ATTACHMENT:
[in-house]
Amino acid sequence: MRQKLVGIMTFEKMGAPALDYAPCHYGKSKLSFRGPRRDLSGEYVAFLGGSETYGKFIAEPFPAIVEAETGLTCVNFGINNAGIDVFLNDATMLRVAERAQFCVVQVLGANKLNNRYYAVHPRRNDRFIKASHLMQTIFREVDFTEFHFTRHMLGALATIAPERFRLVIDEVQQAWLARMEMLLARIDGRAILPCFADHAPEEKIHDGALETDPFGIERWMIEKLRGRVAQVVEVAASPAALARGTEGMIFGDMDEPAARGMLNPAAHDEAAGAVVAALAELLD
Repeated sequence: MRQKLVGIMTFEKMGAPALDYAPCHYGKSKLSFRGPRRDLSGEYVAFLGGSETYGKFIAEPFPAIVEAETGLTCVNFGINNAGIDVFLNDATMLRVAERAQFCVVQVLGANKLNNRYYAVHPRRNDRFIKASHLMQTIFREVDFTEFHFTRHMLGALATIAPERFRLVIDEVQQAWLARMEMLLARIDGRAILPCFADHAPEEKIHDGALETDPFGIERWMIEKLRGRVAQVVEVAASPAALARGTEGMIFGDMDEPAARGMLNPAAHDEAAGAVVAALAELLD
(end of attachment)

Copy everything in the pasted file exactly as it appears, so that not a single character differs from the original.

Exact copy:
[in-house]
Amino acid sequence: MRQKLVGIMTFEKMGAPALDYAPCHYGKSKLSFRGPRRDLSGEYVAFLGGSETYGKFIAEPFPAIVEAETGLTCVNFGINNAGIDVFLNDATMLRVAERAQFCVVQVLGANKLNNRYYAVHPRRNDRFIKASHLMQTIFREVDFTEFHFTRHMLGALATIAPERFRLVIDEVQQAWLARMEMLLARIDGRAILPCFADHAPEEKIHDGALETDPFGIERWMIEKLRGRVAQVVEVAASPAALARGTEGMIFGDMDEPAARGMLNPAAHDEAAGAVVAALAELLD
Repeated sequence: MRQKLVGIMTFEKMGAPALDYAPCHYGKSKLSFRGPRRDLSGEYVAFLGGSETYGKFIAEPFPAIVEAETGLTCVNFGINNAGIDVFLNDATMLRVAERAQFCVVQVLGANKLNNRYYAVHPRRNDRFIKASHLMQTIFREVDFTEFHFTRHMLGALATIAPERFRLVIDEVQQAWLARMEMLLARIDGRAILPCFADHAPEEKIHDGALETDPFGIERWMIEKLRGRVAQVVEVAASPAALARGTEGMIFGDMDEPAARGMLNPAAHDEAAGAVVAALAELLD